This is the question that has been asked recently by Doug’s Archaeology ‘blog, and it has provoked a good deal of discussion on Twitter. There seems to be a general consensus that ‘people should be told’ but which people, and told what, exactly?
My own answer to the question is threefold and begins with the setup of zooarchaeology.co.uk, specifically the ‘news’ page. All answers to the question ‘why do you ‘blog about archaeology’ are necessarily personal and that word ‘news’ is revelatory about my own: it was fundamental to my approach when I first created my website and it remains so today. Some people ‘blog frequently and engagingly about new archaeological research from around the world, others write about debates and paradigms in the subject, often for the interested amateur but also sometimes for the archaeology professional or student. My own approach is somewhat more prosaic, narrow, some might even say self-promotional.
I briefly debated what to call this section of my website before settling on ‘news’ – should I have called it a ‘blog? The internet is littered with ‘blogs that are established with the best of intentions, that have a few well-meaning, sometimes interesting, articles written in a blaze of optimism before the site is abandoned. I know, I have some of them to my credit/shame. zooarchaeology.co.uk was set up as my shop window – the official front of my consultancy activities and the ‘news’ or ‘blog section was, I thought, an important part of this – both in driving traffic to my website and, more importantly demonstrating to anyone who might look that I was actively involved in research, producing ‘grey lit’ reports and presenting my work at conferences as well as publishing papers. I set myself a target at the time of writing a least one new piece of ‘news’ per calendar month and, nearly three years on, I’ve largely managed to keep to that.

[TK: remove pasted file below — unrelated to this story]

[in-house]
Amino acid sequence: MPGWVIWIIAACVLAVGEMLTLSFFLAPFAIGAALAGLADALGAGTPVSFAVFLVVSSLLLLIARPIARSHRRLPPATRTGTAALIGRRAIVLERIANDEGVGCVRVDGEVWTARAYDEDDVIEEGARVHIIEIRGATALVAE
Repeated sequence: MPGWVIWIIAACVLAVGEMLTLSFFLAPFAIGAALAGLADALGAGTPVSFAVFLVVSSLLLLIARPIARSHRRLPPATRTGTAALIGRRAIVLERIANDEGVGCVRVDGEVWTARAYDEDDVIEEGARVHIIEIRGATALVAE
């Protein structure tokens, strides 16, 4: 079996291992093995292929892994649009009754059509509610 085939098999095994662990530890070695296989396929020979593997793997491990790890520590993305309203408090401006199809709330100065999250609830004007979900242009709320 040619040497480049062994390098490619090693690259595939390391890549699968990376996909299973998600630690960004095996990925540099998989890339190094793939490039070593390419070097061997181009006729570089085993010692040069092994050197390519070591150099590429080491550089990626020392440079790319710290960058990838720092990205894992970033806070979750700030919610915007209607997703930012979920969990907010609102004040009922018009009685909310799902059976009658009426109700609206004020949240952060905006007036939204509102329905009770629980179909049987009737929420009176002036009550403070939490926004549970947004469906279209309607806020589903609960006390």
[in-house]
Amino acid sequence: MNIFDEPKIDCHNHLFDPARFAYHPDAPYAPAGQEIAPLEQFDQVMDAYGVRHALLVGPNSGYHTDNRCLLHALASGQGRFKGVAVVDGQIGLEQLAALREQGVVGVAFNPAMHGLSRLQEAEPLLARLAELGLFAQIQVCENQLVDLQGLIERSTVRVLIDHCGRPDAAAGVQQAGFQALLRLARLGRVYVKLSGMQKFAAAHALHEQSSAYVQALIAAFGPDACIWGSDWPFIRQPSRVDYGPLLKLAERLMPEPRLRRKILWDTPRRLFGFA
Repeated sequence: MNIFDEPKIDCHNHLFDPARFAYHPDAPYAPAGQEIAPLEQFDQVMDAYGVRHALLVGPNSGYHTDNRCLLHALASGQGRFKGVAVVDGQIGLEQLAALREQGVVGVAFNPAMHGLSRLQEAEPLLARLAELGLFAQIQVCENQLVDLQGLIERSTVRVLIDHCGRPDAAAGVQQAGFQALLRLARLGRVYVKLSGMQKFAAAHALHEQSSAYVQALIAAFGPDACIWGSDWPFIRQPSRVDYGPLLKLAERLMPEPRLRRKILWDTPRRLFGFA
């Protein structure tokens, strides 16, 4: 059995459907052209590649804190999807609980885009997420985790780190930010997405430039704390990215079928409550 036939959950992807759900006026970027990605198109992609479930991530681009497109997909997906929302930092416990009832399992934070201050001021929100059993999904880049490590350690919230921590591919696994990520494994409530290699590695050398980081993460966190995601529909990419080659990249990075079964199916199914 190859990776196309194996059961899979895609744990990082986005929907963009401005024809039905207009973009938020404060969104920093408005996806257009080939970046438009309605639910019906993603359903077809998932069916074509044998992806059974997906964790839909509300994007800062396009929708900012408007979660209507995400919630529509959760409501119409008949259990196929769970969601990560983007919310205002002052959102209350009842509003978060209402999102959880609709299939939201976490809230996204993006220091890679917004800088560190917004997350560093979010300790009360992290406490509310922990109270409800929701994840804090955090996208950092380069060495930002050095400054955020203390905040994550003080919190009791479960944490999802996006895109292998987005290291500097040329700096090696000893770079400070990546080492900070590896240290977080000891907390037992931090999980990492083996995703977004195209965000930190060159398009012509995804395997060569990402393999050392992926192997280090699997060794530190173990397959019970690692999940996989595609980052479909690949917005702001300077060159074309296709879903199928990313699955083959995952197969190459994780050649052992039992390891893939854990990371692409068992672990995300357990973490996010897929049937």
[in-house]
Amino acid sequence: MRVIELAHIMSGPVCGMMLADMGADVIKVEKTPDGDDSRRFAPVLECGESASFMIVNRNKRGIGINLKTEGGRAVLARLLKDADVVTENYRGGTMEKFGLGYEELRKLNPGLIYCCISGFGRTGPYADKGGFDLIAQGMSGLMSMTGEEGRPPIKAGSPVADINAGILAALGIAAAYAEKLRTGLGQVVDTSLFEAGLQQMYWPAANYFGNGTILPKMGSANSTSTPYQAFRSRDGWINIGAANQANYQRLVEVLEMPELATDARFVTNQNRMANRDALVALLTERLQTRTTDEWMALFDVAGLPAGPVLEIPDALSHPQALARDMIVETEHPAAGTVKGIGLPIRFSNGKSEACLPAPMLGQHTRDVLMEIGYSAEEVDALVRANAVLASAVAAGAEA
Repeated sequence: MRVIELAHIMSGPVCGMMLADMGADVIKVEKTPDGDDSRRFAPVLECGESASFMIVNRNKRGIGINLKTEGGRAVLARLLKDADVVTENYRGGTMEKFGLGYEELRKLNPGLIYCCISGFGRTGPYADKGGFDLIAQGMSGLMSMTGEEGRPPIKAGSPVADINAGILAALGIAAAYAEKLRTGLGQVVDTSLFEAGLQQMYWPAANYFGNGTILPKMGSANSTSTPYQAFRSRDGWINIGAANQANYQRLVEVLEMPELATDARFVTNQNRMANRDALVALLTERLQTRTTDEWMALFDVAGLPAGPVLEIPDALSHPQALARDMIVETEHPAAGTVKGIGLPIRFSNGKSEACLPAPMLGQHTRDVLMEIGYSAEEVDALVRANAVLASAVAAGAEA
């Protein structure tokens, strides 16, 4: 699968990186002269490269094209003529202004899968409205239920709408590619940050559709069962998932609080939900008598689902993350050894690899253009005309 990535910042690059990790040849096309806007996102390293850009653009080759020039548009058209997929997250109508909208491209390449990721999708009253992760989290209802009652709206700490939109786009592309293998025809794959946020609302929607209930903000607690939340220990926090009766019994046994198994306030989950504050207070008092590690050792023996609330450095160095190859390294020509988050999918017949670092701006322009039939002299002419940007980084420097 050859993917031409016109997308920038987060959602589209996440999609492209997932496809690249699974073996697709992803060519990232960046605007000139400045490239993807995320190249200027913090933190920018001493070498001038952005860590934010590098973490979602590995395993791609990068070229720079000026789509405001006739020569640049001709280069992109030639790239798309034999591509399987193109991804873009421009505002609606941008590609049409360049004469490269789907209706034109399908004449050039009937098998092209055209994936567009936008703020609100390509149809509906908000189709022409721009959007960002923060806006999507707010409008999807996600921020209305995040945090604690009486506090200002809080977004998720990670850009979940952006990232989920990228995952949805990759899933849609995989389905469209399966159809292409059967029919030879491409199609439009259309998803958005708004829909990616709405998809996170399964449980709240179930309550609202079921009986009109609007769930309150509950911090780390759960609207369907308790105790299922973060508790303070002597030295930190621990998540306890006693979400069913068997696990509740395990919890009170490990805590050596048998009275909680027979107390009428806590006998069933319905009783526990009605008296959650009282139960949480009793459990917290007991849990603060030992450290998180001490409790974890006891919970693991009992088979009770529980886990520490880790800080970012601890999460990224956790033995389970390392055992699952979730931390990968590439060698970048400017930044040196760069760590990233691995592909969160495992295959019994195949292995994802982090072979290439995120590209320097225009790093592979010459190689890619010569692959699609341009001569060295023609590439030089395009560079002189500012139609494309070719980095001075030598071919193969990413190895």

In the beginning, these posts were very short; rarely longer than two paragraphs, they merely pointed the reader in the direction of other websites where further details of my latest activities could be found. Sometimes it even functioned as a sort of ‘out of office’ notice. Something strange happened though. People took notice. I acquired followers of my ‘blog. Followers that, for the most part, I didn’t know and who didn’t appear to be archaeologists. Why?